The Tax Cuts and Jobs Act took effect this year, initiating a considerable shift for nonprofits and those who market them.
For the past 100 years, nonprofits have benefited from a tax law that allows Americans who file itemized tax returns to take a deduction for donations made to charity. With the passing of this year’s Tax Cuts and Jobs Act, the standard tax deduction has doubled from $6,000 to $12,000 for individuals and from $12,000 to $24,000 for couples. Now, it’s estimated that the percentage of Americans who itemize their returns could drop from approximately 30 percent of households, to as low as 10 percent.
On the other hand, most high-income filers will receive a notable after-tax savings this year. For many, this savings could amount to a value greater than the value of their former tax deductions, which could potentially create opportunity for increased charitable giving.
What does this mean for the future of charitable giving?
Estimates predict this change could result in a $13 billion reduction in charitable gifts, annually, nationwide. This loss of revenue could further result in the loss of thousands of nonprofit jobs, which could impact countless programs serving those in need.
In California, charitable organizations are expected to feel the effects of a new cap on state and local deductions (SALT), which allows those who don’t take the standard deduction to deduct both state and local property taxes. Tax bills in California may exceed this new limit, particularly among high-income donors, and may result in fewer funds available to donate.
What does this mean for nonprofit marketers?
1. Prioritize donor and business relations, especially among major donors.
Now is the time to engage high-value donors. Talk to them about tax reform and how they plan to spend their after-tax savings. Nurture relationships and understand that this group is still likely to give, but there may be some uncertainty around donations in 2019 and beyond.
2. Provide alternative approaches to charitable giving.
High-income donors are positively affected by tax reform. Encourage donations of appreciated assets like stock or property. These assets are typically subject to a capital gains tax, but there’s an exception when assets are donated to charity. The donor benefits in not having to pay tax on their gains, and the charity of their choice receives full fair market value of the assets.
3. Talk to older donors about their retirement assets.
IRA owners over 70 ½ can donate up to $100,000 to eligible charities and pay no tax on the funds withdrawn, which is typically required when donating from an IRA.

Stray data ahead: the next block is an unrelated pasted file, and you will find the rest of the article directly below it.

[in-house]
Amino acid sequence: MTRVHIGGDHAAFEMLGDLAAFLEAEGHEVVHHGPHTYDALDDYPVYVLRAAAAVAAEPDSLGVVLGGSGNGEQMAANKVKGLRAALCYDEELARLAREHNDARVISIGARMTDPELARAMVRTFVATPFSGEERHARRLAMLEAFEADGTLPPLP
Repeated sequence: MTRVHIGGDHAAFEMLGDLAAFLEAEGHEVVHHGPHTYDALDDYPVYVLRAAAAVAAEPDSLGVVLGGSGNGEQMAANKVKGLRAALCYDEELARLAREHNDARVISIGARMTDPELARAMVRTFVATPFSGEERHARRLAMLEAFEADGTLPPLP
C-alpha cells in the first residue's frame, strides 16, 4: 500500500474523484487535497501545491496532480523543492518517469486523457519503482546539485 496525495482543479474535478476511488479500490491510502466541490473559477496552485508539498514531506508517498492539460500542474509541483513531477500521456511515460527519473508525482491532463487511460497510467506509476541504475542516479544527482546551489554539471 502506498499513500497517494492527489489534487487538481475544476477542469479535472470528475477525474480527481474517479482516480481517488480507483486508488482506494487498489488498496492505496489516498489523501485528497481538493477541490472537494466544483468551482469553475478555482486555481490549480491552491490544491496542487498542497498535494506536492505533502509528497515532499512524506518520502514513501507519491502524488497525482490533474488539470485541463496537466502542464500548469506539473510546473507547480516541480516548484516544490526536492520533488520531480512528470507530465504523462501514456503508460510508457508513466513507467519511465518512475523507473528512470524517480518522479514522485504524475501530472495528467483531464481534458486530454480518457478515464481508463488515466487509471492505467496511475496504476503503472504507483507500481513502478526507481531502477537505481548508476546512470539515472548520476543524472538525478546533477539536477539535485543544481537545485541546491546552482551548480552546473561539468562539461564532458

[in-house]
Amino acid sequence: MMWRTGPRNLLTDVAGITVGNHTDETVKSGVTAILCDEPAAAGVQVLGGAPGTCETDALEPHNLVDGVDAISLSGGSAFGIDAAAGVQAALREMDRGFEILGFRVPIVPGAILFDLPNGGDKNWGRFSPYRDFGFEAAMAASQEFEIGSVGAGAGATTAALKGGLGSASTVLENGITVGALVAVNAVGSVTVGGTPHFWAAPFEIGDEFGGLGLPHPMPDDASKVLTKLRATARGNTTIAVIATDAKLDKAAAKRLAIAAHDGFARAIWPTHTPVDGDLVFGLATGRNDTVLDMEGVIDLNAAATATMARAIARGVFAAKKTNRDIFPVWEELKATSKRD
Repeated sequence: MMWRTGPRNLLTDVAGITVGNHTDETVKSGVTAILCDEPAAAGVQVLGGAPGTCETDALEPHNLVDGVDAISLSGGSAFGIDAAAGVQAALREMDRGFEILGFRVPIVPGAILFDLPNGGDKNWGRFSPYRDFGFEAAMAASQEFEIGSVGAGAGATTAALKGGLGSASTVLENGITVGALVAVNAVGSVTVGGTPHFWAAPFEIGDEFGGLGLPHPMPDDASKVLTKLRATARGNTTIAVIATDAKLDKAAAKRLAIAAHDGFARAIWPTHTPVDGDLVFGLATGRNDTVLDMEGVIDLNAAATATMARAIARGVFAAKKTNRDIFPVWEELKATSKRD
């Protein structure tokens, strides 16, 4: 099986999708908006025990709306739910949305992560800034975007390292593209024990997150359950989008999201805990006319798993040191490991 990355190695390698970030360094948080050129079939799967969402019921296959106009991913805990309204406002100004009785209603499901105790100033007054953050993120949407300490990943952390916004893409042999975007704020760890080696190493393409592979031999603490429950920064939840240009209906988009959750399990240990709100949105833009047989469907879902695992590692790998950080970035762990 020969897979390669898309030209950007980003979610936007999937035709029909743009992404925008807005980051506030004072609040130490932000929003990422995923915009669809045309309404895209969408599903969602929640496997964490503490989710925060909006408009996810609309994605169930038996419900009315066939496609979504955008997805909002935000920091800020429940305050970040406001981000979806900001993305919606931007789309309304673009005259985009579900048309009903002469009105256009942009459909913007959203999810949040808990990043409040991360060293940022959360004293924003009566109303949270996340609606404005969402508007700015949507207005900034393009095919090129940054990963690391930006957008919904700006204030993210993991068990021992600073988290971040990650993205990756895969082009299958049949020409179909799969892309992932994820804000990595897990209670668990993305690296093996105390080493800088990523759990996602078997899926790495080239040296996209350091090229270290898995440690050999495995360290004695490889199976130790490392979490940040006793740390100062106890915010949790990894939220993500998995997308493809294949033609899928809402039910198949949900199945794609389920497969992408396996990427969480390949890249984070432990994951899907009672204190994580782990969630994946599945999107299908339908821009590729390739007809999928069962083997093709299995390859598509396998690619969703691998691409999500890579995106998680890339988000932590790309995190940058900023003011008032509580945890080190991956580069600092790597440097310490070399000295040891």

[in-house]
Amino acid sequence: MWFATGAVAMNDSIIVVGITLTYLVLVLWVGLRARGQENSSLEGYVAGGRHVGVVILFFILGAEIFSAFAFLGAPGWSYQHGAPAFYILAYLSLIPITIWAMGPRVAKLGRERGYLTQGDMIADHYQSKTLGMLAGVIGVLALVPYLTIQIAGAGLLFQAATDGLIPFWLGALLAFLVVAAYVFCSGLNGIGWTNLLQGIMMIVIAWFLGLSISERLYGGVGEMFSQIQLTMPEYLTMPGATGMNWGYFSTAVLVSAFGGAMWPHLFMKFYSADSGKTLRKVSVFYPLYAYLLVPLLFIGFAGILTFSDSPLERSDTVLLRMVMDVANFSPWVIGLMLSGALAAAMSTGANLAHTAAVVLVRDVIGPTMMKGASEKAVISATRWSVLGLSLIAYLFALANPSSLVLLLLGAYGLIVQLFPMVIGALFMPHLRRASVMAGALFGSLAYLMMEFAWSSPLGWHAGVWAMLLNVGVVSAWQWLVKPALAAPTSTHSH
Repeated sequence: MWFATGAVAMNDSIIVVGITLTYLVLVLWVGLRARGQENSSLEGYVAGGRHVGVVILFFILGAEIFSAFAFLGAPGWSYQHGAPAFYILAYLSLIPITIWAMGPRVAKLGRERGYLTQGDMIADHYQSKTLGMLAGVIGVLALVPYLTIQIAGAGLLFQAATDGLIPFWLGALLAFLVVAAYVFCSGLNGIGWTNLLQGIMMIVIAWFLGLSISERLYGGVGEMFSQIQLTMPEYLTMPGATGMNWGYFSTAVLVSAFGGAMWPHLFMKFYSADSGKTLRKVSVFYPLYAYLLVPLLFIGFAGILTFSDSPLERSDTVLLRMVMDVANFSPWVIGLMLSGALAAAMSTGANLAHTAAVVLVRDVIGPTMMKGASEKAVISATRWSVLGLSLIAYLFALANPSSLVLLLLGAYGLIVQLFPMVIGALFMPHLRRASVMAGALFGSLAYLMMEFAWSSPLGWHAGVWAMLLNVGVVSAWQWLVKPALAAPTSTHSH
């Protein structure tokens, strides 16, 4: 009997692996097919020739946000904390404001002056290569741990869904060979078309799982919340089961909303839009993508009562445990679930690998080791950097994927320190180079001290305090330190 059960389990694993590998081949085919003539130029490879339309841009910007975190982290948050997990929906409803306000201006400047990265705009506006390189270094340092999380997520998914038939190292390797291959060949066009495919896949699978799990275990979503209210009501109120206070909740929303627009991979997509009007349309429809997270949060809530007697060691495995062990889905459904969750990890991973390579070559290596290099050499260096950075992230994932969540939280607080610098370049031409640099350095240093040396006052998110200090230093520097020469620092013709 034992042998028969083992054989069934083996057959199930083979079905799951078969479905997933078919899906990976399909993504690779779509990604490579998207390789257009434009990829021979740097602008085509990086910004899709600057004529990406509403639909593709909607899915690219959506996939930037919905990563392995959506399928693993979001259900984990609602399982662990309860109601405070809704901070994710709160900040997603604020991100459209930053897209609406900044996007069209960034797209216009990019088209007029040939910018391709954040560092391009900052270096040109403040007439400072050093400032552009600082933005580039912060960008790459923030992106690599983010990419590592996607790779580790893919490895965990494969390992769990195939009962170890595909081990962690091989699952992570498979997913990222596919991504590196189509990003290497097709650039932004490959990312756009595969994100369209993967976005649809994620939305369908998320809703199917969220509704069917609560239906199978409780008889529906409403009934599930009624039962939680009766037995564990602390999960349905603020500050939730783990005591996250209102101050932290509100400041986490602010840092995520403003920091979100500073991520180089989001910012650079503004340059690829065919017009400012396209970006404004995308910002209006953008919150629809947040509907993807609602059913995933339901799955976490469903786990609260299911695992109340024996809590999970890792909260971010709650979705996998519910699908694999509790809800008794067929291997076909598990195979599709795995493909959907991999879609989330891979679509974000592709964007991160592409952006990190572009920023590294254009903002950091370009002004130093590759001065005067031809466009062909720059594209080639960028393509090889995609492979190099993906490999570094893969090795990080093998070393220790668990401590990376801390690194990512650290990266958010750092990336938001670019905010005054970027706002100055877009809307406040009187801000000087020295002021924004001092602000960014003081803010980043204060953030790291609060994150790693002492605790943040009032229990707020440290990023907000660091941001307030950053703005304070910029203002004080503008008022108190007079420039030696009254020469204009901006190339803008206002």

4. Focus on altruistic motives for giving in middle- to lower-income donors.
A tax write off may be a driving force for some, but it isn’t the primary reason people donate. People will continue giving when they support the missions, tangible impacts and long-term goals of the organization.
5. Plan for year-round messaging and appeal.
Don’t rely on heavy donations in December to meet annual fundraising goals. Align your communications strategy with key holidays, national trends in giving and consumer behavior that resonates with your mission; consider patterns in search activity related to donations and even volunteer time.
6. Find ways to thank those who give at all levels.
Invest in relationships. Set up regular correspondence with individuals who give any amount to ensure they become repeat, loyal donors and ideally, true advocates of your mission.
7. Account for an unpredictable future in long-term planning.
The majority of Americans will receive a small tax cut next year, but things could be quite different by 2025. It’s expected that by 2027, two-thirds of the middle class will see an increase in their taxes, which could have long-term implications for charitable giving.
While it’s too soon to determine exactly how tax reform will impact donor behavior, nonprofits and those who market them have a real opportunity. With effective communication and a renewed focus on connecting with current and potential donors, nonprofits could see an overall positive outcome in donation trends. For donors, it’s more important than ever to remember why you give and to reflect on the causes you keep closest at heart.